10. Assessing cognitive insight in nonpsychiatric individuals and outpatients with schizophrenia in Taiwan: an investigation using the Beck Cognitive Insight Scale

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    Lu Chien-Wen

    2011-10-01

    Full Text Available Abstract Background The Beck Cognitive Insight Scale (BCIS was designed for the assessment of the cognitive processes involved in self-reflection and the ability to modify erroneous beliefs and misinterpretations. Studies investigating the factor structure of the BCIS have indicated a two-factor model in the psychotic population. The factor structure of the BCIS, however, has not received much consideration in the nonpsychiatric population. The present study examined the factor structure and validity of the BCIS and compared its scores between nonpsychiatric individuals and outpatients with psychosis. Method The Taiwanese version of the BCIS was administered to 507 nonpsychiatric individuals and 118 outpatients with schizophrenia. The psychometric properties of the BCIS were examined through the following analyses: exploratory and confirmatory factor analyses, reliability, correlation analyses, and discriminative validity. Results The BCIS showed adequate internal consistency and stability over time. Exploratory and confirmatory factor analyses on the 15-item measure indicated a two-factor solution that supported the two dimensions of the Taiwanese BCIS, which was also observed with the original BCIS. Following the construct validation, we obtained a composite index (self-reflectiveness minus self-certainty of the Taiwanese BCIS that reflected cognitive insight. Consistent with previous studies, our results indicated that psychosis is associated with low self-reflectiveness and high self-certainty, which possibly reflect lower cognitive insight. Our results also showed that better cognitive insight is related to worse depression in patients with schizophrenia spectrum disorders, but not in nonpsychiatric individuals. The receiver operating characteristic (ROC analyses revealed that the area under the curve (AUC was 0.731. A composite index of 3 was a good limit, with a sensitivity of 87% and a specificity of 51%. Conclusion The BCIS proved to be

  11. The quality of life of hematological malignancy patients with major depressive disorder or subsyndromal depression.

    Science.gov (United States)

    Rezaei, Omid; Sharifian, Ramezan-Ali; Soleimani, Mehdi; Jahanian, Amirabbas

    2012-01-01

    The purpose of the present study was to compare the quality of life of hematological malignancy patients with major depressive disorder or subsyndromal depression. Sample consisted of 93 hematological malignancy patients recruited from oncology ward of Valieasr hospital for Imam Khomeini complex hospital at Tehran through purposeful sampling. Participants were divided into three groups through diagnostic interview based on DSM-IV-TR criteria and the Beck Depression Inventory-2 (BDI-II): Major depressive disorder (MDD) (n = 41; 44.1%); subsyndromal depression (SSD) (n = 23; 24.7%), and without depression (WD) (n = 29; 31.2%). Participants completed the short-form health survey (SF-36) as a measure of the quality of life. We carried out an analysis of covariance to examine the collected data. Findings showed that there was not a significant difference between patients with MDD and SSD based on measure of quality of life. But patients with MDD and SSD showed significantly worse quality of life than patients with WD. This finding highlights the clinical importance of subsyndromal depressive symptoms and casts doubt on the clinical utility of separation between MDD and subsyndromal depression in terms of important clinical outcomes.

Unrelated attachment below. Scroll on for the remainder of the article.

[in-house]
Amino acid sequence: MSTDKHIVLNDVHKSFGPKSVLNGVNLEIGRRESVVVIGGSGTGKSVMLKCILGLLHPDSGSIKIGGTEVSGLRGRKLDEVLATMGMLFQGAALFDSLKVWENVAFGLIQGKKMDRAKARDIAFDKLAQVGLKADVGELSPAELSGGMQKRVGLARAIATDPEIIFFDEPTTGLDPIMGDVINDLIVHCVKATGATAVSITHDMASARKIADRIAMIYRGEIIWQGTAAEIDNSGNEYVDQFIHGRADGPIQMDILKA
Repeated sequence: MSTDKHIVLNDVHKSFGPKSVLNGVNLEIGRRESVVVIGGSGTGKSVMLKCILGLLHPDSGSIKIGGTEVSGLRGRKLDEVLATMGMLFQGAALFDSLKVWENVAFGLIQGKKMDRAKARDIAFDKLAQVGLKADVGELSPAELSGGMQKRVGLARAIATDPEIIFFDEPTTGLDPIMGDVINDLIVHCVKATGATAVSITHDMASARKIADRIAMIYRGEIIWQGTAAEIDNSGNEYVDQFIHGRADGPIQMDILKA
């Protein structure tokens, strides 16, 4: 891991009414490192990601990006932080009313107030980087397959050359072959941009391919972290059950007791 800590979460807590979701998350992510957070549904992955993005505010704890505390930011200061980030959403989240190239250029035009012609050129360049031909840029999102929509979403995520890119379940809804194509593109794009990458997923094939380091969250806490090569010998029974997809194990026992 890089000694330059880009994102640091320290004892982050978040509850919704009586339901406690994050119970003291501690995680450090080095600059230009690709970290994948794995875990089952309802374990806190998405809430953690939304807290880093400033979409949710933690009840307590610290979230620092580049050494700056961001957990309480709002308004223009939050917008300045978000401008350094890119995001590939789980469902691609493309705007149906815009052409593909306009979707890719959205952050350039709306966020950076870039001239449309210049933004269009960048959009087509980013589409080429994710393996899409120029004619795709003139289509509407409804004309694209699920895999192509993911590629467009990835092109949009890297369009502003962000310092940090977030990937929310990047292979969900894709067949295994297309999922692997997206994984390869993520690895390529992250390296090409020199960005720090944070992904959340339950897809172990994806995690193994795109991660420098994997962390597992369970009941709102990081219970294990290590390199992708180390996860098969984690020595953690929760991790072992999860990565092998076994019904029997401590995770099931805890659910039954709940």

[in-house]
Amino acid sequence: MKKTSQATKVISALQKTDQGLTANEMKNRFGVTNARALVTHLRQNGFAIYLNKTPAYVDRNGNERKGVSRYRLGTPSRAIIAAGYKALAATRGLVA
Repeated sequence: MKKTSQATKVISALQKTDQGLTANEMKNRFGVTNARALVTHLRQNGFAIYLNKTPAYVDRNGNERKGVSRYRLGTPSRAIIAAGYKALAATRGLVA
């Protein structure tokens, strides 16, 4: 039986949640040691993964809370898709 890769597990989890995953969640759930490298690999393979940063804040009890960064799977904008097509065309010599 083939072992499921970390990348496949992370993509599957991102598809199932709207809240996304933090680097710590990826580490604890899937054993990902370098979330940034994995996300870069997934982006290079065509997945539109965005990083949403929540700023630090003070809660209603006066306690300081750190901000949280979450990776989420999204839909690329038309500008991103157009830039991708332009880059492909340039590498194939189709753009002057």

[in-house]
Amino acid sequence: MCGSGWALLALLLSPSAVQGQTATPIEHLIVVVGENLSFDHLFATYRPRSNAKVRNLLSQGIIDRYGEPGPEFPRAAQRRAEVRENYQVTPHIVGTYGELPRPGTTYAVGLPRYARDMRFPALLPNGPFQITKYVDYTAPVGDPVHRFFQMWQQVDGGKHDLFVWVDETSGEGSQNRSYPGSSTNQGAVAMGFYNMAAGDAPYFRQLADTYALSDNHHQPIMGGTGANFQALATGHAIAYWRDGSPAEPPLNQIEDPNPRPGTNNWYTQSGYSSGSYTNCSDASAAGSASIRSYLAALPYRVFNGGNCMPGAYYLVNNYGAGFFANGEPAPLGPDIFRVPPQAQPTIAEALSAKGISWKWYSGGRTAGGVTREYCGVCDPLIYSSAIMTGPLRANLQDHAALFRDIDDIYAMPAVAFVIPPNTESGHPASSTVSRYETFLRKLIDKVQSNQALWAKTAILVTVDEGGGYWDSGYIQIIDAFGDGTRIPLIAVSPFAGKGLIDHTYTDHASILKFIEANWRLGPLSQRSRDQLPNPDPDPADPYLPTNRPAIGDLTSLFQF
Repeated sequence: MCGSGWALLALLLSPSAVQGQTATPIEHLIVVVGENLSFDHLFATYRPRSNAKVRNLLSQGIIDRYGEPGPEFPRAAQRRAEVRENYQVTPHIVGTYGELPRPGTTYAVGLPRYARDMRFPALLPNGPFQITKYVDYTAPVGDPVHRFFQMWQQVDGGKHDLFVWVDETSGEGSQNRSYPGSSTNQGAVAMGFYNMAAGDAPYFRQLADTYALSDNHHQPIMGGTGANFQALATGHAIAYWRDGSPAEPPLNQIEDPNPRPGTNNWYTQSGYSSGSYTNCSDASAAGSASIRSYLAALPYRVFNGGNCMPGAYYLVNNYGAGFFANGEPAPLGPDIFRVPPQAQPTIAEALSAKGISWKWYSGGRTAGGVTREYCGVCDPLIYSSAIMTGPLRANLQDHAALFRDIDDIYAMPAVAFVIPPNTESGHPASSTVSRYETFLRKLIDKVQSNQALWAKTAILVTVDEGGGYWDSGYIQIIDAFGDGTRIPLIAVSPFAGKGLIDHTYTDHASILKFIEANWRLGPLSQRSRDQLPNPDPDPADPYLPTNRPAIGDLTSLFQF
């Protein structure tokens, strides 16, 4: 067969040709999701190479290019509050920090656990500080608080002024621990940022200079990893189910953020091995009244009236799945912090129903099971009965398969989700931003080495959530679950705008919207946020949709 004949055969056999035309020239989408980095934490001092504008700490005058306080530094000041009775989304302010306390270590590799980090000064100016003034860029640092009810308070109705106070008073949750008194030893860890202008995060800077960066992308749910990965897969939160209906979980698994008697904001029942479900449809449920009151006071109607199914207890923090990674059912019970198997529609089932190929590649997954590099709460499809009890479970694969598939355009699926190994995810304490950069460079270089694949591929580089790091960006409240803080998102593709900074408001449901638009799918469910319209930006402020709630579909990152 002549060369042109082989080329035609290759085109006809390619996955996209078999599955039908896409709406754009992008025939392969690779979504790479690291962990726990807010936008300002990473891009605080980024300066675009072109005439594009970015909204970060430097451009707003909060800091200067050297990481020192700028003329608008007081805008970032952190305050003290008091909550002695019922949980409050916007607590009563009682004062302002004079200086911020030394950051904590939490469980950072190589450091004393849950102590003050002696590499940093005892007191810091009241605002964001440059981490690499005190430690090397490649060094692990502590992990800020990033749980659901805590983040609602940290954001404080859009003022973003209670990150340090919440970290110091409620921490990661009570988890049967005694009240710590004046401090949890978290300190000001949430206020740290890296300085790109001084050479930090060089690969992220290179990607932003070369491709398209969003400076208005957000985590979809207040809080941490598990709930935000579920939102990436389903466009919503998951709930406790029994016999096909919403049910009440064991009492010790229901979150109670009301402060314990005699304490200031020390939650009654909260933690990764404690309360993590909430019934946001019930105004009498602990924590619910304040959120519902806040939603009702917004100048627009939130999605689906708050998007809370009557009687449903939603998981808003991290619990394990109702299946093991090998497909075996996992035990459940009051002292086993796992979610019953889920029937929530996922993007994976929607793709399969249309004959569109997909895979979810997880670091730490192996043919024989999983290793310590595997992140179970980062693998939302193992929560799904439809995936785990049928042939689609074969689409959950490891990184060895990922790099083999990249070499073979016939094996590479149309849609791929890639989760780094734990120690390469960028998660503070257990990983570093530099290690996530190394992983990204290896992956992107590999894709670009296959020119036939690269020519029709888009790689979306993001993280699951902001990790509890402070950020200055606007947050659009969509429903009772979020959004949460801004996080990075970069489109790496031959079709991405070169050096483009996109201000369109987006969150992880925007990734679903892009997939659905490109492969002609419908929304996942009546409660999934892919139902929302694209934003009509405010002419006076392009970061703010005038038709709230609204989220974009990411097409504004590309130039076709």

12. Personality styles in patients with fibromyalgia, major depression and healthy controls

    Directory of Open Access Journals (Sweden)

    Stiles Tore C

    2007-03-01

    Full Text Available Abstract Background The fibromyalgia syndrome (FMS is suggested to be a manifestation of depression or affective spectrum disorder. We measured the cognitive style of patients with FMS to assess personality styles in 44 patients with fibromyalgia syndrome (FMS by comparing them with 43 patients with major depressive disorder (MDD and 41 healthy controls (HC. Methods Personality styles were measured by the Sociotropy and Autonomy Scale (SAS and the Dysfunctional Attitude Scale (DAS. The Structured Clinical interview for DSM Axis I was applied to Axis I disorders, while the Beck Depression Inventory was used to measure depression severity. Results Patients with FMS in general have a sociotropic personality style similar to patients with MDD, and different from HC, but FMS patients without a lifetime history of MDD had a cognitive personality style different from patients with MDD and similar to HC. Conclusion These findings suggest that a depressotypic personality style is related to depressive disorder, but not to FMS.

  13. Learned helplessness, cognitive errors and perfectionism in depressed and non-depressed chronic pain patients

    OpenAIRE

    2014-01-01